Real-Time Experimental Control with Graphical User Interface

Modern neuroscience research often requires the coordination of multiple processes such as stimulus generation, real-time experimental control, as well as behavioral and neural measurements. The technical demands required to simultaneously manage these processes with high temporal fidelity is a barrier that limits the number of labs performing such work. We have developed an open-source, network-based parallel processing framework that lowers this barrier. The Real-Time Experimental Control with Graphical User Interface (REC-GUI) framework offers multiple advantages: (i) a modular design that is agnostic to coding language(s) and operating system(s) to maximize experimental flexibility and minimize researcher effort, (ii) simple interfacing to connect multiple measurement and recording devices, (iii) high temporal fidelity by dividing task demands across CPUs, and (iv) real-time control using a fully customizable and intuitive GUI.

Kim B, Kenchappa SC, Sunkara A, Chang TY, Thompson L, Doudlah R, and Rosenberg A (2019) Real-time experimental control using network-based parallel processing. eLife, 8: e40231. RRID: SCR_019008.

For more information about the REC-GUI framework, please visit the

MRI Compatible, Customizable, and 3D Printable Microdrive for Neuroscience Research

The effective connectivity of brain networks can be assessed using functional magnetic resonance imaging (fMRI) to quantify the effects of local electrical microstimulation (EM) on distributed neuronal activity. The delivery of EM to specific brain regions, particularly with layer specificity, requires MRI compatible equipment that provides fine control of a stimulating electrode’s position within the brain while minimizing imaging artifacts. To this end, we developed a microdrive made entirely of MRI compatible materials.

The microdrive uses an integrated penetration grid to guide electrodes and relies on a micro-drilling technique to eliminate the need for large craniotomies, further reducing implant maintenance and image distortions. The penetration grid additionally serves as a built-in MRI marker, providing a visible fiducial reference for estimating probe trajectories. Following the initial implant procedure, these features allow for multiple electrodes to be inserted, removed, and repositioned with minimal effort, using a screw-type actuator. Future applications of the microdrive include neuronal recordings and targeted drug delivery. We provide computer aided design (CAD) templates and a parts list for modifying and fabricating the microdrive for specific research needs. These designs provide a convenient, cost-effective approach to fabricating MRI compatible microdrives for neuroscience research.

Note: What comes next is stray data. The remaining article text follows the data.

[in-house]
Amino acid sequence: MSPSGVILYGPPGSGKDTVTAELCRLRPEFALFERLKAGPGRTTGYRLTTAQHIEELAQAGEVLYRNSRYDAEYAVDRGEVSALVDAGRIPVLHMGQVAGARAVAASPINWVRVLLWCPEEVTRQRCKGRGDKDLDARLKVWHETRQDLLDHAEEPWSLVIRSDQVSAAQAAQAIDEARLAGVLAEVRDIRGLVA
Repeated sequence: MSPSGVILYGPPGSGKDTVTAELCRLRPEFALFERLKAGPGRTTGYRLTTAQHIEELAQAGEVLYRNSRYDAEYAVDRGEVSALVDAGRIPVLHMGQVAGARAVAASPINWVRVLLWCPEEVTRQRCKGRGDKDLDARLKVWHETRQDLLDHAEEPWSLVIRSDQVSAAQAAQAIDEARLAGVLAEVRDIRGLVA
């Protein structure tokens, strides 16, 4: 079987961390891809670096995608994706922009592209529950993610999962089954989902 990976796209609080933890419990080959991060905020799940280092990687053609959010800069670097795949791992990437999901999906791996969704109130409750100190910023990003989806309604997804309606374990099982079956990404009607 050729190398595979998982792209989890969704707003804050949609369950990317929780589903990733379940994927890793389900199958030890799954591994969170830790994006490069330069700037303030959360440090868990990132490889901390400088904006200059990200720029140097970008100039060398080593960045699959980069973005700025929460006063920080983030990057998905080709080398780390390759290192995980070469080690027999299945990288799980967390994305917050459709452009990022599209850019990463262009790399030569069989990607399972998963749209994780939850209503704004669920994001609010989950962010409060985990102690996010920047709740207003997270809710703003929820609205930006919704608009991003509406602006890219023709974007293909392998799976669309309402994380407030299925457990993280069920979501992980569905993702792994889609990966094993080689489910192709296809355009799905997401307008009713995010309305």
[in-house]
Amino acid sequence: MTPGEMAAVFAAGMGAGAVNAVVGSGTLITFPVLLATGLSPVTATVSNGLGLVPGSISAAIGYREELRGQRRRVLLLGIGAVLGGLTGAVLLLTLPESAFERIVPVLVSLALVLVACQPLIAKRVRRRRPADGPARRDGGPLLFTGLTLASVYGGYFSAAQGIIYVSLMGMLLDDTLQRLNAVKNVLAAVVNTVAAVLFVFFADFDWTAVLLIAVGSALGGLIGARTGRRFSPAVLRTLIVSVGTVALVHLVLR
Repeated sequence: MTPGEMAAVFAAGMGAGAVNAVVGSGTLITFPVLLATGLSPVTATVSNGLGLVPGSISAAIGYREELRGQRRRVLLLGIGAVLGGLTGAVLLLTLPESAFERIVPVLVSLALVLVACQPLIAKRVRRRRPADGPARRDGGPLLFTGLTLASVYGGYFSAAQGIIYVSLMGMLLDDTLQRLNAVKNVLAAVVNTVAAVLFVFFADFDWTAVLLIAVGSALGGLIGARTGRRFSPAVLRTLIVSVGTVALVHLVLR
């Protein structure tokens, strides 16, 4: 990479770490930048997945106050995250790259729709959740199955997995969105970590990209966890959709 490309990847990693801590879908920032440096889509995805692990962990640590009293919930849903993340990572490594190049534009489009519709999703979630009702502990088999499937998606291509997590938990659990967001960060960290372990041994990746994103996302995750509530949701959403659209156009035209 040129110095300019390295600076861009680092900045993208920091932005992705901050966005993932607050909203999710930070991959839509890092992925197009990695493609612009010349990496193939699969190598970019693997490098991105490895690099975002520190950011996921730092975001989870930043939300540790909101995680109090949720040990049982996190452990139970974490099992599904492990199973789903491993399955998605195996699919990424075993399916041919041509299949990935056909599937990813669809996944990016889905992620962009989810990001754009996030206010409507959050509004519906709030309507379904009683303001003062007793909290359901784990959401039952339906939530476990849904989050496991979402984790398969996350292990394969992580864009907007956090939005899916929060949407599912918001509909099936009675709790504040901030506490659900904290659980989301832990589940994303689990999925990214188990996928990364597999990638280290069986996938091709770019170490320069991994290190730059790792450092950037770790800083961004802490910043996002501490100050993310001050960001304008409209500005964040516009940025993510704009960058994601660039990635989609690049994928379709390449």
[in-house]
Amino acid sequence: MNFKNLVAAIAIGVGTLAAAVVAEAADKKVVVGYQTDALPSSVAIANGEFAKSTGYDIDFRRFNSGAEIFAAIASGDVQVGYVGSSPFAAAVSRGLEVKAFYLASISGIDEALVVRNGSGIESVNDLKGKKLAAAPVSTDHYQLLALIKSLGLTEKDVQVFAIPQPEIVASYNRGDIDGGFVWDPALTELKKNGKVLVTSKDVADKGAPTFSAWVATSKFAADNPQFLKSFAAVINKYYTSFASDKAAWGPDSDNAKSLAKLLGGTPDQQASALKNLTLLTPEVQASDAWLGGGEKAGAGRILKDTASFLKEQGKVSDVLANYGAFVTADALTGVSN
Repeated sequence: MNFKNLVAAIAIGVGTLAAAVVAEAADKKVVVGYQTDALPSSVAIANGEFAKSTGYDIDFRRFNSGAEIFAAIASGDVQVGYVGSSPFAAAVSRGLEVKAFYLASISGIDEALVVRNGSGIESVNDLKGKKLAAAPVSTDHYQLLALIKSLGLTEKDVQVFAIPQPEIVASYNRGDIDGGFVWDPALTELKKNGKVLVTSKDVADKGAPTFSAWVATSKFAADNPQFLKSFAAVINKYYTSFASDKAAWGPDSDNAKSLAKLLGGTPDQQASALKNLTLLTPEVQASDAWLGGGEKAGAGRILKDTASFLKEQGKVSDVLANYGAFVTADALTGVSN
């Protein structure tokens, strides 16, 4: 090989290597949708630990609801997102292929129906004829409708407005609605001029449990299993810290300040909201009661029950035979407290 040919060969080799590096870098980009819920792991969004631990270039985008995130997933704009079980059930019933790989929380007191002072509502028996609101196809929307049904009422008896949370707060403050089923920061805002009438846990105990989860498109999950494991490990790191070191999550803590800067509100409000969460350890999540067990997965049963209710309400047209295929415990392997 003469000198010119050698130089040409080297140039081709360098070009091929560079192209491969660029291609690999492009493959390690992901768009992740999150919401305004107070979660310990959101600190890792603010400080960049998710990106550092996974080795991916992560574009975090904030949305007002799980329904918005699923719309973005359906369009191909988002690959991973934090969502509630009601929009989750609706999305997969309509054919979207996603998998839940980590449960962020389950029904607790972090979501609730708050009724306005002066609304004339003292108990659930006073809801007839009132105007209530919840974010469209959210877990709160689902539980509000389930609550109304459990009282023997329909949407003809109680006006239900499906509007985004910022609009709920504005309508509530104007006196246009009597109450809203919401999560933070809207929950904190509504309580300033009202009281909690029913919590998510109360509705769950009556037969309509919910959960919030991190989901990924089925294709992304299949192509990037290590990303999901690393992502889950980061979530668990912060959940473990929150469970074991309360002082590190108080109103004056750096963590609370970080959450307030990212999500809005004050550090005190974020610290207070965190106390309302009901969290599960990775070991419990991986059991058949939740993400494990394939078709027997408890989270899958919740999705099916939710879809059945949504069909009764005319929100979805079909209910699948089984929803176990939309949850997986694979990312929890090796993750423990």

Baeg E, Doudlah R, Swader R, Lee H, Han M, Kim SG, Rosenberg A, & Kim B (2021) MRI compatible, customizable, and 3D printable microdrive for neuroscience research. eNeuro. ENEURO.0495-20.2021. RRID: SCR_019247.

For CAD files and a list of components used to fabricate the device, please visit our OSF project page.

If you have questions about the microdrive or are interested in modifying the device to fit your experimental setup, please contact Byounghoon Kim.

Tutorials – Topics in Computational Neuroscience

Check out these tutorials created by members of our lab.

Receiver Operating Characteristic Analysis

A Receiver Operating Characteristic (ROC) curve is a graph showing the performance of a classification model as the threshold is varied. This type of analysis is common in psychophysical research. This tutorial explains ROC curves using interactive plots coded in Python with reference to applications in psychology and neuroscience research.

This tutorial was created by Lowell Thompson.

Singular Value Decomposition

Singular value decomposition (SVD) is a method to factorize an arbitrary m×n matrix, A, into two orthonormal matrices U and V, and a diagonal matrix Σ. This tutorial discusses how SVD can be used to analyze neuronal data to extract a neuron’s tuning properties, using interactive plots coded in Python.

This tutorial was created by Lowell Thompson.